Transcript of "Plant a Row for the Hungry - Kansas Food Bank"
News and views from your Kansas Food Bank 1919 E. Douglas, Wichita, KS 67211 Tel: 316 • 265 • 4421 Fax: 316 • 265 • 9747 E-mail: firstname.lastname@example.org Website: kansasfoodbank.orgTUESDAY, JULY 11, 2011 When the Kansas Food Bank began operationsin 1984, its main objective was to gather as muchfree and affordable food available and get it to asmany people in urgent need of emergency hungerrelief as possible. After about 25 years of service, that goalremains the same. Only the working plans thatsupport it continue to change. And necessarily so.While we remain responsive to the daily needs of ourexisting programs, we are also proactive in findingways to improve them as well as to develop new ways Volunteers in Marion bag and box food, getting it ready to distribute.to support under-served areas. Our current plans are based on providing greater - This is Chapter Two in the story of KFB’s newflexibility in our present distribution system in a Mobile Pantry, first reported in the June issue of this newsletter. Here is what GOING MOBILE, IIvariety of ways. Our Mobile Pantry Service willprovide assistance for those residents in need in the happened on June 17: For one thing, it proved that change can be a good, veryfar reaches of our state. We envision the program as good thing, especially if it turns out to be an answer to a really tough problem we might well have of getting our HungerCare into underserved places. Your Food Bank made its maiden voyage into Marion where it was greetedan ongoing positive step in meeting the needs of by two partners: the communitys only food pantry and members of the localfood-insecure Kansans. Kiwanis Club. Our Mobile Pantry arrived fully loaded with enough HungerCare While this new program progresses, another food supplies to fill food boxes for distribution to 224 families, representing 765series of changes will further enhance the vital role individuals.of our statewide headquarters facility in Wichita by Volunteers who met us quickly went to work bagging fresh produce andmaking it the single source for processing all food other grocery items. People started lining up 45 minutes before we wereorders throughout the system, including those filled scheduled to open and our first client went through the line 15 minutes early.and shipped to the Independence Service Center for This prompted us to open up the line. This form of distribution is simply a pantrytheir door-to-door delivery. on wheels. We loaded up everything in it from canned goods, frozen pizza, There are 29 drop-off sites from end to end ofour Rural Delivery Program Route. The average potatoes, squash, peanut butter, bread and cereals.distance from drop-off to recipients has been Although our crew had originally made plans to serve 150 families, at theradically shortened and door-to-door delivery greatly last minute we decided to increase that number, which was a very good thing, considering that the demand far exceeded our original expectations. The next Mobile Pantry stop is Chanute in Neosho County. Stay tuned.increased. These structural changes in the way we —Debi Kreutzman, Community Relations Directorget food into the hands of agencies who then make ................................................................................................it available to hungry men, women and children areworking well. Some agencies along our direct Garden-fresh produce received at the Food Bank from the Wichita area Plantdelivery system are now able to provide 50% more PLANT-A-ROW REPORT A Row participants reached 1,394 pounds by July 4. They included lettuce,HungerCare. The new system seems to be on track. cucumbers, zucchini, yellow squash, corn and spinach. KFB Operations Thanks to all for making these good changes Director Kevin Enz who assists in the annual Plant A Row program is confidentpossible. We will keep you posted. that this years harvest will be a generous and very welcome addition to the Food Bank’s fresh fruit and vegetable treats from homegrown sources. —Brian Walker, President/CEO EDITION #72 IF YOU’RE NEW, WE WELCOME YOU!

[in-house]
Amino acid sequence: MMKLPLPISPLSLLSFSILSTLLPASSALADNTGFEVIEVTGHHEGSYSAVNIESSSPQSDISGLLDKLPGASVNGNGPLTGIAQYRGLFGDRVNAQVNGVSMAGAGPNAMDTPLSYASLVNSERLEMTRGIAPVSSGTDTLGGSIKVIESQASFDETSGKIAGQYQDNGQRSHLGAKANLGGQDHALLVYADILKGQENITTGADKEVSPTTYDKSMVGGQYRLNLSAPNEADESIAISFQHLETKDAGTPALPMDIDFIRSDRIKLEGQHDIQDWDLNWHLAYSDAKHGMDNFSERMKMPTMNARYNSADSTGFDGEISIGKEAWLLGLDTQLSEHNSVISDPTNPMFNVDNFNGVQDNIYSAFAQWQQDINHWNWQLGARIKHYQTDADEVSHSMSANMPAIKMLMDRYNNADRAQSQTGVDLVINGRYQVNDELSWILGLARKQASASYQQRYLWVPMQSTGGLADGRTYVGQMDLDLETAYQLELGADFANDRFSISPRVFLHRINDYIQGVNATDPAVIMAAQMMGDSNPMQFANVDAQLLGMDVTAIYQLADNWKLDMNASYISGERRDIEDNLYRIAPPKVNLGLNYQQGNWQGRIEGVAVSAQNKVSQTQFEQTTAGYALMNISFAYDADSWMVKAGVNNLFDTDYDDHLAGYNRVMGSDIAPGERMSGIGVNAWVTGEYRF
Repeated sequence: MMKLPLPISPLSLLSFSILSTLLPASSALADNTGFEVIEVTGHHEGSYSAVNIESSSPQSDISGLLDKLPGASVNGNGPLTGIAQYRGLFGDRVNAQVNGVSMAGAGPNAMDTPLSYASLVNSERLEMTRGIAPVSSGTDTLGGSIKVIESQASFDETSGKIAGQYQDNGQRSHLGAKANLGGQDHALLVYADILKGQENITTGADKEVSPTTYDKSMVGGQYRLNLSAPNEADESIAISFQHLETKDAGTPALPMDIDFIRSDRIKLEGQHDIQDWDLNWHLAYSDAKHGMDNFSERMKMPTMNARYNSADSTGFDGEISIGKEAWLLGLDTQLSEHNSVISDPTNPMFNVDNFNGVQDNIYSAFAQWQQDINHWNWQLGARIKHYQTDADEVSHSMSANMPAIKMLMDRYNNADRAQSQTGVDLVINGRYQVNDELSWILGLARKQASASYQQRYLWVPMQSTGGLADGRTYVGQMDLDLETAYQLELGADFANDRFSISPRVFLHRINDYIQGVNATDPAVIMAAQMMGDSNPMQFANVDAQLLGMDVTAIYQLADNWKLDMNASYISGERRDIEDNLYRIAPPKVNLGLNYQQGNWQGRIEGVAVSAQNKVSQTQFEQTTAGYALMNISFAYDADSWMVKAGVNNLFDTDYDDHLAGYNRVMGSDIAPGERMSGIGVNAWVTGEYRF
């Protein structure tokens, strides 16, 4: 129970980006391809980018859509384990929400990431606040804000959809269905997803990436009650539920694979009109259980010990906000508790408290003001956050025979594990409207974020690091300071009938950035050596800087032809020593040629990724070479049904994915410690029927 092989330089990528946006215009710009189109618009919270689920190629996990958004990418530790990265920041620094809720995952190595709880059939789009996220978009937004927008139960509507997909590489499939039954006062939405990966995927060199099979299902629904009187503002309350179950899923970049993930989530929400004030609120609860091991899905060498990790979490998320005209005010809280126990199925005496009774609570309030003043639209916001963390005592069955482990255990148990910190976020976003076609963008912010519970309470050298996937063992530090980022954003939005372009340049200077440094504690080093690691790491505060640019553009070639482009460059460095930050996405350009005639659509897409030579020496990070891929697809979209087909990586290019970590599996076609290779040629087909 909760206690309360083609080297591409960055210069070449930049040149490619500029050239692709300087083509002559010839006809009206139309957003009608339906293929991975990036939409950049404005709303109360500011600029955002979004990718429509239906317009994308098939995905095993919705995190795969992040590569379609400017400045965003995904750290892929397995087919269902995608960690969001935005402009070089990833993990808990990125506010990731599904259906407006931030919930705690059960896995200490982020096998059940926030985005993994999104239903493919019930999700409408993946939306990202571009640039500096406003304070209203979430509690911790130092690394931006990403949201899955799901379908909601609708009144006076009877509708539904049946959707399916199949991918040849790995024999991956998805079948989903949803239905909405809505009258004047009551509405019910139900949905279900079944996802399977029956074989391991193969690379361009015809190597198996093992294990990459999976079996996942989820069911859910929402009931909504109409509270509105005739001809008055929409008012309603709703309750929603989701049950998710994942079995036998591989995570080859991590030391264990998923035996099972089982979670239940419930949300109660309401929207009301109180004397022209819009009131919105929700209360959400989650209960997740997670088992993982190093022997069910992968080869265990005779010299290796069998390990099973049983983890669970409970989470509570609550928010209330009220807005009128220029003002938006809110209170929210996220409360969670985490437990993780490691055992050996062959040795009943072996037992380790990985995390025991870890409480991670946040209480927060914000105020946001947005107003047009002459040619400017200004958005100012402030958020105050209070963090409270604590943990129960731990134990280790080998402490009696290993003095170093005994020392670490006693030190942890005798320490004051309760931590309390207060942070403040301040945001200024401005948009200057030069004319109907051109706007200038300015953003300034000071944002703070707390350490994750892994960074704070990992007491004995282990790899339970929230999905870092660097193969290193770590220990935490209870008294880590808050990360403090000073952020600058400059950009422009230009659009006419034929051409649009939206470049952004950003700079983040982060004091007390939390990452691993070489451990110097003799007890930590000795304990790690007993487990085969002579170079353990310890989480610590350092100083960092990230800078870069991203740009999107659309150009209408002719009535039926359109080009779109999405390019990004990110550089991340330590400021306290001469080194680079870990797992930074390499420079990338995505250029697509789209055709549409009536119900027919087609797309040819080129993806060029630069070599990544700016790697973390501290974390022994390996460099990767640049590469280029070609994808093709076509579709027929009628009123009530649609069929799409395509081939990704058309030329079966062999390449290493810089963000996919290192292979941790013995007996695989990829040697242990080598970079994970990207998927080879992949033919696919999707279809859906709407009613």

Packin’ it in... Food & Hope for Hungry KidsWhen the first of August rolls around, the busy sounds of volunteers fillingpackets of weekend food for Kansas elementary and middle school kidswill signal the big push to load and deliver at least 50,000 of these food packinserts to participating schools during the first two months of the fall term. rom this point on through next April, volunteer young children with parental permission) areF groups will keep the food assembly line going invited to schedule work times between 8 a.m. andand the finished packets coming throughout the 4 p.m. Monday through Friday.average 30-week period in which backpacks are The tasks represent light work in a safe andpicked up and carried home by kids at the greatest comfortable environment. Volunteers arrange theirrisk of going hungry on weekends after school meal own best schedules. Those interested are encour-programs end on Friday. aged to bring along a group of their friends, family During the 2011/2012 school year, we expect the and other associates.Backpack program to distribute a million pounds of Arrangements to volunteer can befood to serve the critical needs of hungry kids. And made with a call to Larry Gunkel at 265-4421.we will again count on our volunteer team to help us It’s a call that can bring food and give hope to manymake that happen. Volunteers of all ages (including hungry Kansas kids. It’s the right thing to do.